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Aerial group performance

How different aerial groups work

How different aerial groups work
published on UK Free TV

Whilst developing the new reception prediction system, I went looking for the reference material relating to the UK Aerial Groups system.

On page 39 of a document entitled "CH61 & 62 Re-Farming Study by Arqiva Final Report 27 October 2008" I found the answers.

To assess the loss of coverage as a result of moving outside of the receive aerial group, account needs to be taken of the performance of receive aerials.

For planning purposes the UKPM assumes that the gain of a receive aerial system is 7dB. This is a somewhat idealised figure based on a good aerial and feeder and no pre-amplifier. The performance of actual receive installations is known to vary considerably from this ideal. Two studies, one for the Virgin consortium that bid for the Channel 5 licence in 1995 and the other for the ITC in 2004 investigated the actual received level for a large sample of domestic installations. This study considered aerial group but not the performance of actual receive installations.

In addition to variability in receive aerial system gain, most aerials are banded and their performance falls away outside their design operating band. The ITC as part of the documentation for the original DTT plan, Notes for applicants on coverage of Digital Television, October 1996, listed the out of group response of representative receive aerials.


I have reproduced the information from the table as a graph. The values are the attenuation (in dB):



It is interesting to note that in group A, C37 is -2dB and "in group", group B, C35 is -3dB and C36 is -2dB and "in group", group C/D has C48 on -1dB and "in group" and group E has C37 or -2dB and C38 and C39 on -1dB and be "in group".



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Comments
Friday, 12 August 2016
J
jb38
8:16 AM

Moss : Well, up to a point anyway, that can be quite true!, but one gets what one pays for as far as construction (ruggedness) is concerned, even although the receptive qualities of some cheaper alternative products can be very similar to that of the more expensive equivalents.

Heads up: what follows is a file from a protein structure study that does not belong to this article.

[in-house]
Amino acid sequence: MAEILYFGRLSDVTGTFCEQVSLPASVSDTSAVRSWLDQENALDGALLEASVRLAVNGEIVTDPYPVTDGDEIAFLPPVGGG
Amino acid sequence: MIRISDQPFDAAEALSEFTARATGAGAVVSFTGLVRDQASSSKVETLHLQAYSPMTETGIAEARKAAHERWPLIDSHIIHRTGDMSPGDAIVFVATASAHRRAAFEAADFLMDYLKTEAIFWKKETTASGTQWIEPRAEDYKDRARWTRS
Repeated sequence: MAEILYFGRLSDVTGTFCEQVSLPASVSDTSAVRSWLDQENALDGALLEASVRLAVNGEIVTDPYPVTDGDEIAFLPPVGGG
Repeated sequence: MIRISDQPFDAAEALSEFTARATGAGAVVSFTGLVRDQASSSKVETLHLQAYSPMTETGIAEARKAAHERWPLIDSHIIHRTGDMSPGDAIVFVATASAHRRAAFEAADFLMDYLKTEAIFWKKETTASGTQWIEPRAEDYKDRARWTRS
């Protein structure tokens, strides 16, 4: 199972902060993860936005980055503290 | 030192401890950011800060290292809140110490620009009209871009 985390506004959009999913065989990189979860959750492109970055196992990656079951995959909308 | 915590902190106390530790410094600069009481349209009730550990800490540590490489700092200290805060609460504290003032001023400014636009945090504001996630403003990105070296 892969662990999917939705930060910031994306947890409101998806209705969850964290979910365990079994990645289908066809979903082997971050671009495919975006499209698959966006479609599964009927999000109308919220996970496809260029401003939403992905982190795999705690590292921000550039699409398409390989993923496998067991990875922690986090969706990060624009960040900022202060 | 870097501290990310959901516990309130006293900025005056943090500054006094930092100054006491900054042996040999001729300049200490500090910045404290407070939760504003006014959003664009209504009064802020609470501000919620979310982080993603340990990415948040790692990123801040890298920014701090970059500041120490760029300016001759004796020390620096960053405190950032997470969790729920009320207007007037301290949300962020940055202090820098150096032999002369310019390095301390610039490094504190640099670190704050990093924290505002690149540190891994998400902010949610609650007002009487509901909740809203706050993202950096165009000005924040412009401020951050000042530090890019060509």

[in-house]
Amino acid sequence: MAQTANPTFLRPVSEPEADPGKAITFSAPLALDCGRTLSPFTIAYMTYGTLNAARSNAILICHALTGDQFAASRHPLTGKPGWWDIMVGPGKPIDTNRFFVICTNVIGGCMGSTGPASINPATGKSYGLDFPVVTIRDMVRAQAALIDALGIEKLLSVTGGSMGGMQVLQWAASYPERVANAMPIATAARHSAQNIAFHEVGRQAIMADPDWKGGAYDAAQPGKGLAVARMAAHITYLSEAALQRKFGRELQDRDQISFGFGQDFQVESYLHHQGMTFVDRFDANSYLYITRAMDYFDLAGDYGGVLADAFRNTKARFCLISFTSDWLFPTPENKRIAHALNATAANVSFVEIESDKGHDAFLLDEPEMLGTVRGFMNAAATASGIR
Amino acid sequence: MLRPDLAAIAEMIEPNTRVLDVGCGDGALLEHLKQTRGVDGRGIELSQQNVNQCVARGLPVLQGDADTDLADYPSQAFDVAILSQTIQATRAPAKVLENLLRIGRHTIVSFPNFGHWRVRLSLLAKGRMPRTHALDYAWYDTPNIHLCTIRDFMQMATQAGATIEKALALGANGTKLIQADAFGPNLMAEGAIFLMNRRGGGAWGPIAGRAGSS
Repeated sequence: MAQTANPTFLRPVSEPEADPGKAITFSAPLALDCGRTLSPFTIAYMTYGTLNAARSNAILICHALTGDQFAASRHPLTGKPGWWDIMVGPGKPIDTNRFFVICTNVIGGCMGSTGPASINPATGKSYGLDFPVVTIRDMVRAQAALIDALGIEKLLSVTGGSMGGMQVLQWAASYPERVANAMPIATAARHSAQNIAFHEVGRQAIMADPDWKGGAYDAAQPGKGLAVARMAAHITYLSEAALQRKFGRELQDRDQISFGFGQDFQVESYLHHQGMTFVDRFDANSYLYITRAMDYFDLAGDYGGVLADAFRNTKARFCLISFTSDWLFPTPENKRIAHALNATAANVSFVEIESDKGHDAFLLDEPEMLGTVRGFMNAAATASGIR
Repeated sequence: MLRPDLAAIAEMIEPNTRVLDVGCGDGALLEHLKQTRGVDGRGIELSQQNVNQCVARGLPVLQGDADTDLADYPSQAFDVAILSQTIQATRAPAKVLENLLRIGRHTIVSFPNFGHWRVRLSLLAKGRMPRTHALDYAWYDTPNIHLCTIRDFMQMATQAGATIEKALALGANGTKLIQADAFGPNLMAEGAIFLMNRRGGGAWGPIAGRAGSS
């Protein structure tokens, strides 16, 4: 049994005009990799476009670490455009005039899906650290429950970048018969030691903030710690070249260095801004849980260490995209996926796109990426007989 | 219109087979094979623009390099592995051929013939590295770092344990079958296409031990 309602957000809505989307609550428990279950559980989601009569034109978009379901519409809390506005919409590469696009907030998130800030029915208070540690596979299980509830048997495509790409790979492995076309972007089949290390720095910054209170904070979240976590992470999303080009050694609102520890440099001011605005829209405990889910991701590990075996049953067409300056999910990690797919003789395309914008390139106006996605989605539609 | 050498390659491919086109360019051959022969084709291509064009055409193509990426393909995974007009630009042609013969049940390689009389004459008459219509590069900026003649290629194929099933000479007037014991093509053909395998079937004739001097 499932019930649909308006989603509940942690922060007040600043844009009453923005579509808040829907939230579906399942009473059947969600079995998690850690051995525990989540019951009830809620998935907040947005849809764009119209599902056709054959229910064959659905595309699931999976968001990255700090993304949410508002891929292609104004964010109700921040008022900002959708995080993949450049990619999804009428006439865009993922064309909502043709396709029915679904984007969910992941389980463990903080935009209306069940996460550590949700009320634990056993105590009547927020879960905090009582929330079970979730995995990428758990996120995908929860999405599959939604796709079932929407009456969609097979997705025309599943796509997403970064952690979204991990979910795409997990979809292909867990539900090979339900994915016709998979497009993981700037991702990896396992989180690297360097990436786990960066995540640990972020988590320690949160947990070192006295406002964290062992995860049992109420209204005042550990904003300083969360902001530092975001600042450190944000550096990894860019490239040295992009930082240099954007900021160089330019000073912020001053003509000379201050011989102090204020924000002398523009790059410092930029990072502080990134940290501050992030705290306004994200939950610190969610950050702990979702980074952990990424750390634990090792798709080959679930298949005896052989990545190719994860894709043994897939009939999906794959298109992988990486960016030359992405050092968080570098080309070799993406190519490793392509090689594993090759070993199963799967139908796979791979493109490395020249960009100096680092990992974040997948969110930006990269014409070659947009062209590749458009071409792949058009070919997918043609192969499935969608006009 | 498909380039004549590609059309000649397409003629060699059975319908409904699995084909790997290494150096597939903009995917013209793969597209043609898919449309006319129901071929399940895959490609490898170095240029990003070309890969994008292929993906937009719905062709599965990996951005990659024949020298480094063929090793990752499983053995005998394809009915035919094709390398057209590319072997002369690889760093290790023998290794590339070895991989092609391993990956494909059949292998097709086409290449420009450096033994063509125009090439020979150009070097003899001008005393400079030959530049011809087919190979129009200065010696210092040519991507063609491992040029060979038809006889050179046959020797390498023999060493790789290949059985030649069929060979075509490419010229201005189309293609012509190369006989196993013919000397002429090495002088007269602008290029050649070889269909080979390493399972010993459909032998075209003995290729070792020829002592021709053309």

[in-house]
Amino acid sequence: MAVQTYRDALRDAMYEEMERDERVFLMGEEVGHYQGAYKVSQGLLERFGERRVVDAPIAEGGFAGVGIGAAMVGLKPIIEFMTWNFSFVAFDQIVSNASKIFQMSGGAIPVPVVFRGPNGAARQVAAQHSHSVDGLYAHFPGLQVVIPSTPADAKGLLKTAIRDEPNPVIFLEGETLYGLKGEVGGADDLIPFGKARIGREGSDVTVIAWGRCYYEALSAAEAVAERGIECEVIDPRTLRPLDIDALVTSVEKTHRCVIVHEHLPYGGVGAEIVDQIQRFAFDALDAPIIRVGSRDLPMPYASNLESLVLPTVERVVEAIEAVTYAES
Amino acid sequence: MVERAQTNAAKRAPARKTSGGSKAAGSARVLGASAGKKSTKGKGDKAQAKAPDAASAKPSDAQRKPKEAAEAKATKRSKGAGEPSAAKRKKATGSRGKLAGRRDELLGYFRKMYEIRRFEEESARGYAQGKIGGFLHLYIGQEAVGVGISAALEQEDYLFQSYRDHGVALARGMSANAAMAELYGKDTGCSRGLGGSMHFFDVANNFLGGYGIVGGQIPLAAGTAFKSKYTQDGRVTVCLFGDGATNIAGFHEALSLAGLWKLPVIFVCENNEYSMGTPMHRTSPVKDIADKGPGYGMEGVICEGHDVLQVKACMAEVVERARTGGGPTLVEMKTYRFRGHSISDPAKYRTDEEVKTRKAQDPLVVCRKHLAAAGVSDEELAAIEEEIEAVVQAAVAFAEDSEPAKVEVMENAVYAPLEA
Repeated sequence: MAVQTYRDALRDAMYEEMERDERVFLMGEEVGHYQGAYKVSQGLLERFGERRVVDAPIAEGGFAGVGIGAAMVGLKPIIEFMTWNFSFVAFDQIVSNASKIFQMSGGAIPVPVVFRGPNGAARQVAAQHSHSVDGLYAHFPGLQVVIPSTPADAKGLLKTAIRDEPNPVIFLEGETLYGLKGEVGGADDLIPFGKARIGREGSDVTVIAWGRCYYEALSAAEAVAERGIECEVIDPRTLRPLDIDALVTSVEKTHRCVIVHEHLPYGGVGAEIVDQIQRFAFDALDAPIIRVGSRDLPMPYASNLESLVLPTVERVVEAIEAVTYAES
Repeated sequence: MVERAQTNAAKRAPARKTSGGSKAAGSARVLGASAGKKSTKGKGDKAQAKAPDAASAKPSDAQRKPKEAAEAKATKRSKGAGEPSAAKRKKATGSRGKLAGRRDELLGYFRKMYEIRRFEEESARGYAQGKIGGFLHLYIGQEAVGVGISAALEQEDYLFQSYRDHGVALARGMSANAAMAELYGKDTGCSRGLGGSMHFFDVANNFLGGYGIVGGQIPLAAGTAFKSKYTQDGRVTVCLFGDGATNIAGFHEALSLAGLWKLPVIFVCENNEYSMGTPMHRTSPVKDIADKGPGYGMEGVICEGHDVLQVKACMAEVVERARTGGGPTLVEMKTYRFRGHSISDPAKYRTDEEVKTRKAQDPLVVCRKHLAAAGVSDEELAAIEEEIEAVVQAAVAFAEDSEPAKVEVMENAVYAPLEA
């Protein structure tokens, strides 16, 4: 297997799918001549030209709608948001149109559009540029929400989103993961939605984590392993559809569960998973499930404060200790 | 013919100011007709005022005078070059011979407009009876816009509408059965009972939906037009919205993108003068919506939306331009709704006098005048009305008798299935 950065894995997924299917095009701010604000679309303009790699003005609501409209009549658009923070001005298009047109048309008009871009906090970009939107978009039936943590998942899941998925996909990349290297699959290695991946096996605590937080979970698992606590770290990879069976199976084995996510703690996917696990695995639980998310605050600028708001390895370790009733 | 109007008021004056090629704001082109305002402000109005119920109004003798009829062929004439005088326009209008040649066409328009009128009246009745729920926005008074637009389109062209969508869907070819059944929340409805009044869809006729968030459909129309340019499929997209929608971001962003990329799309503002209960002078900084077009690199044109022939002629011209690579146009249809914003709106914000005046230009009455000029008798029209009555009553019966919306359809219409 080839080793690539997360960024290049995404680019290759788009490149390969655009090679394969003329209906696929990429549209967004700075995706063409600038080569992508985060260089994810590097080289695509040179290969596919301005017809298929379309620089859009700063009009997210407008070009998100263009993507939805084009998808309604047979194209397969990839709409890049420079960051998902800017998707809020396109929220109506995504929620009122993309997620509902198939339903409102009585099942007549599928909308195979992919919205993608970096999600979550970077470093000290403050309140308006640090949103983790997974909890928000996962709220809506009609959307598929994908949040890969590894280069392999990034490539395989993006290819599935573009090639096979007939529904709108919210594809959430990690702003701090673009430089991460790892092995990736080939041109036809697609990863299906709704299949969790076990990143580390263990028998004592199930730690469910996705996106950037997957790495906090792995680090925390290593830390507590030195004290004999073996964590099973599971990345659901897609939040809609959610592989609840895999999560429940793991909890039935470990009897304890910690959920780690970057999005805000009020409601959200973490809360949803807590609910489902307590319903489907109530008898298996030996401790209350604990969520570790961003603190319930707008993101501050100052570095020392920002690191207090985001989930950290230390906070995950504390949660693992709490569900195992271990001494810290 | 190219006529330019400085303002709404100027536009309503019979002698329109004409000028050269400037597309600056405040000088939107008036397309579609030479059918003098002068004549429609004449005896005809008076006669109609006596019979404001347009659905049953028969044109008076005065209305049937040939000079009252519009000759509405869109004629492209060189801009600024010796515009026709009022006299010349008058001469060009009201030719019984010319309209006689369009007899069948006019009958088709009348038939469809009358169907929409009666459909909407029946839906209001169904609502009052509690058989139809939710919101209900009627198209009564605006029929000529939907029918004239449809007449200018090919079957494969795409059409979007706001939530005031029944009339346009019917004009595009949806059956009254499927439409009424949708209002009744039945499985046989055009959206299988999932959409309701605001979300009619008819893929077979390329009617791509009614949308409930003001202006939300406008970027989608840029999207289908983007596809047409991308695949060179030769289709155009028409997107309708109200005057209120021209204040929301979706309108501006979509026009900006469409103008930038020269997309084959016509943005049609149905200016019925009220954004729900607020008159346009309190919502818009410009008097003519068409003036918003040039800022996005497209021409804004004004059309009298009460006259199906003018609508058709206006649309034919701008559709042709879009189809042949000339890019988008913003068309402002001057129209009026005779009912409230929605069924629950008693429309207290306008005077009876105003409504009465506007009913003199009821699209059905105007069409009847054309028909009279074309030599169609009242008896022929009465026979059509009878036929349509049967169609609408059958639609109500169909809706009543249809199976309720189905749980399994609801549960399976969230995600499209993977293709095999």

However, the item advertised in the undermentioned link could well be of interest.


32 Element DIGITAL Freeview High Gain TV Aerial - Great Unix 32 alternative! | eBay

link to this
jb38's 7,175 posts Platinum Platinum GB
Sunday, 27 November 2016
M
Mark
1:57 AM Hull

Hi i live in hull east yorkshire. near wane and was wondering which type of tv aerial would be best could you please help as im having difficulty choosing correct one.Wanted to no which transmitter group i was in i.e. A,B,C POST CODE IS HU7 5DG.http://www.digitaluk.co.uk/coveragechecker/main/trade/hu7+5dg/24/0/99cnn6frru05766kjad4qbraf6

link to this
Mark's 1 post GB
Mark's: Freeview map terrain plot frequency data R&TI Service digitaluk trade DAB coverage
MikeP
1:37 PM

Mark:

According to the 'digitaluk trade' information just below your posting you're best transmitter is Belmont, which is a Group A transmitter. However, I advise that you use a log-periodic aerial that will cover all current and future transmissions, so alleviating any need for further change. Take a look at http://www.aerialsandtv.com/onlineaerials.html#Log36 as a good example of such. I use one and it is excellent. Other makes and suppliers are available.

Do not allow yourself to be misinformed about needing a 'digital' aerial, *all* aerials for TV use in the UK are capable of receiving the RF transmissions and the method of encoding the information is irrelevant to the aerial.

link to this
MikeP's 1,148 posts Gold Gold GB
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